Announcing the 2017 Gen-I Career Success Fellows

1-top-only-no-borderAs part of Generation Indigenous (Gen-I), the Center for Native American Youth (CNAY) and the Native American Finance Officers Association (NAFOA) have selected the inaugural class of Gen-I Career Success Fellows. Through the partnership, CNAY is helping to connect their Gen-I National Native Youth Network with NAFOA’s network of leaders in finance, business, and tribal economic development to build career opportunities for Native American youth through online skill building, leadership development, and direct connections with employers.

In November 2016, Native American youth ages 18 – 24 were invited to participate in the online Native American Career Success Academy (NACSA) program. The NACSA curriculum includes two courses, personal finance and career preparation. Students who completed the online NACSA curriculum were invited to apply to the Gen-I Career Success Fellowship program.

From April 23-25, 2017, fellows will participate in seminars led by inspirational Native professionals who will help them advance their new skill set and prepare them for the job market at the inaugural Gen-I Career Leadership Summit preceding NAFOA’s 35th Annual Conference in San Francisco. The Leadership Summit will include special Gen-I networking events and luncheons, career development opportunities with conference participants, and special presentations.

For more information about the program and partnership please visit or contact Teddy McCullough at

Kapena Baptista, Kanaka MaoliKapena_Baptista

Harvard University, 2016

Age: 22

“I imagine a world where Native youth have access to the best educational facilities and resources; are properly cared for in their physical, mental and spiritual health; are not limited by their economic means to pursue their dreams; and be role models for future generations of Native Youth.”

Jaimie Cruz, Squaxin Island TribeJaimie Cruz_headshot

South Puget Sound Community College, 2018

Age: 24

“I am interested in the future of my people because my ancestors thought of me while making decisions. I believe it is important to ensure the next generations are informed and have the tools needed to grow.”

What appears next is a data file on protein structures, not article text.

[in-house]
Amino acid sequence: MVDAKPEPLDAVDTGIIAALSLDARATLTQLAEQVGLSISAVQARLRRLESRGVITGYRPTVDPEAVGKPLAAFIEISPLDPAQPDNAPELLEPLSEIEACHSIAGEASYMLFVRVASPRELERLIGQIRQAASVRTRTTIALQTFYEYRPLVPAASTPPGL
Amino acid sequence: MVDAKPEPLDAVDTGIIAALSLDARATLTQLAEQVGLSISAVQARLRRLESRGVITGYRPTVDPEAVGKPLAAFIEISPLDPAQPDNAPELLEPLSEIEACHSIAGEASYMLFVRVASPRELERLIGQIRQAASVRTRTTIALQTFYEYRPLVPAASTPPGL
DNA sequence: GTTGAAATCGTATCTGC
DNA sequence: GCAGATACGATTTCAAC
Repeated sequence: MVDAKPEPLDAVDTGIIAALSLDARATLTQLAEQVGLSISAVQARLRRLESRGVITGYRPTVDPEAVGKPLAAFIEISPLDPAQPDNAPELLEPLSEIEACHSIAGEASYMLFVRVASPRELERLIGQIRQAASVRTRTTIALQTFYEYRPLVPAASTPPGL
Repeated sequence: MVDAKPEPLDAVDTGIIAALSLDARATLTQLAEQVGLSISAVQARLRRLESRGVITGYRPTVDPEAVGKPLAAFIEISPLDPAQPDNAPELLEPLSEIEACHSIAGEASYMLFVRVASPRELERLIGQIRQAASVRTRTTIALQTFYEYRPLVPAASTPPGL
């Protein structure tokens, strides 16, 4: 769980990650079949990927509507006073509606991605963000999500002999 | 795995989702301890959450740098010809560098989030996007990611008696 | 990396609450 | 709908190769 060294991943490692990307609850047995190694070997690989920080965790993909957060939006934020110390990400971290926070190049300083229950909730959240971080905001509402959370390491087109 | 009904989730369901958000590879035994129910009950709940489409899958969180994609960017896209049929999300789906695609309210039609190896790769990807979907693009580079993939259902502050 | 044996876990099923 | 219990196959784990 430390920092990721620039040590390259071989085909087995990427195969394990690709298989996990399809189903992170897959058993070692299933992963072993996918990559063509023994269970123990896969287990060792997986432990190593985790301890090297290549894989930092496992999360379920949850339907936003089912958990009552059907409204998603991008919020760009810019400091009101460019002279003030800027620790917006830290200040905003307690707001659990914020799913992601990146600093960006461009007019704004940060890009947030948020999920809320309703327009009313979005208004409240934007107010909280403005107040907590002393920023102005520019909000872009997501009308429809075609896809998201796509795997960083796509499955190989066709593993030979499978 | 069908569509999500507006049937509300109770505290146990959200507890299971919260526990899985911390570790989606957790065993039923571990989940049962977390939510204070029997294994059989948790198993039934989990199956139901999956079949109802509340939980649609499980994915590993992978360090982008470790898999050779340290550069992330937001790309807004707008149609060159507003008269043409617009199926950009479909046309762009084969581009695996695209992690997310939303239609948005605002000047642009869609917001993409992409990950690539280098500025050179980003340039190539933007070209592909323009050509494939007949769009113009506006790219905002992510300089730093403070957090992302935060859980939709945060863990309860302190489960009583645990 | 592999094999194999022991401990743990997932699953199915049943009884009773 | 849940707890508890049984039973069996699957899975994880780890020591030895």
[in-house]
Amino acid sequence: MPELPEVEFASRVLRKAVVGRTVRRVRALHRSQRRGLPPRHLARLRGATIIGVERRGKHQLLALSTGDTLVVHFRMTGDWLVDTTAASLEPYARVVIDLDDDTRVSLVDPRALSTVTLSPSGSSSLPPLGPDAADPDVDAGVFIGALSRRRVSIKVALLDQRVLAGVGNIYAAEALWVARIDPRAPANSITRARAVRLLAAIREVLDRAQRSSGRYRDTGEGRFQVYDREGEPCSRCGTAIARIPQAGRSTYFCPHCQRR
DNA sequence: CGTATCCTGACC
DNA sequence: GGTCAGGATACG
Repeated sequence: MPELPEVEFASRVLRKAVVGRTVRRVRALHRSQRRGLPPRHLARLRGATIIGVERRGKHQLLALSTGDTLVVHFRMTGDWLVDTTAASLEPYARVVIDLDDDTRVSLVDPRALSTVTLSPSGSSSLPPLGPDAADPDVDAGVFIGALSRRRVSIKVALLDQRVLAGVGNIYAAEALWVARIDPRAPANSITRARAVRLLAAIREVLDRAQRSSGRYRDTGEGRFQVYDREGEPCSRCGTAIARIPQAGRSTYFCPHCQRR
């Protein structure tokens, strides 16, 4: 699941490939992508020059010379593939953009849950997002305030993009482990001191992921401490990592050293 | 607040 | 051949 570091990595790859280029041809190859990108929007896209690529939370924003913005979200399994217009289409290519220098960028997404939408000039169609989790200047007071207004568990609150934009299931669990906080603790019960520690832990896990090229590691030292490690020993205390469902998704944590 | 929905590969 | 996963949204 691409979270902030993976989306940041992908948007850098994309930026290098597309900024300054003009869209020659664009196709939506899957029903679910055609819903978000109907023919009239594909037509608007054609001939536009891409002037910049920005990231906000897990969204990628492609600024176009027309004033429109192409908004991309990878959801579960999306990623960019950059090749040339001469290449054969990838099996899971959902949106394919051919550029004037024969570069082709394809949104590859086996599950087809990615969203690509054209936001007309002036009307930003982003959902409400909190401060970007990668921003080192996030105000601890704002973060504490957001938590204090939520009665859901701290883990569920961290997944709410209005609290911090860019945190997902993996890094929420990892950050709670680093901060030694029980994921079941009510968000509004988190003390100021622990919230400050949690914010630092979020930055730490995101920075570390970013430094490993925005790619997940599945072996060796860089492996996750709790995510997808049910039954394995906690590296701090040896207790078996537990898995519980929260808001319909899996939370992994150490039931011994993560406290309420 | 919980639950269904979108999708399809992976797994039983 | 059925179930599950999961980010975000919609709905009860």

Lala Forrest, Pit River TribeLala_Forrest_headshot

University of California San Diego, 2016

Age: 23

“Tribal economic development is extremely important for native people, for it permits the opportunity to break the cycle of poverty, unemployment, and infrastructural deficiencies.”

Mariah Gladstone, Blackfeet and Cherokee20170214231735_IMG_0535

Columbia University, 2015

Age: 23

“Economic development in Indian Country is essential to self-determination and exercise of our jurisdictional authority on our lands. If indigenous nations cannot care for our own people, true sovereignty remains unrealized.”

Alana Laanui, Native HawaiianAlana_Laanui_headshot

University of Portland, 2017

Age: 21

“Native Hawaiians continue to have the highest incarceration rates and lowest education rates; these problems could be mitigated with financial stability. My interest in this problem prompted me to study political science in order to get a deeper understanding of how fiscal policy can close economic gaps amongst Native populations.”

Keith Martinez, Oglala SiouxKeithMartinez_headshot

Villanova University, 2016

Age: 23

“I believe that if tribes can create a strong economic system they can then increase infrastructure particularly around education. I am and have always been a strong advocate for improving education systems in tribal communities.”

Taylor Miller, NavajoTaylorMiller_headshot

Duke University, 2018

Age: 23

“There has been resistance to tribal economic development because of the idea that it challenges cultural identity, but tribal citizens are no strangers to change and obstacles. In order to cope with this change, tribes must be willing to evolve. The critical point is, tribes can exercise sovereignty to dictate how they want the economy to run and thrive.”



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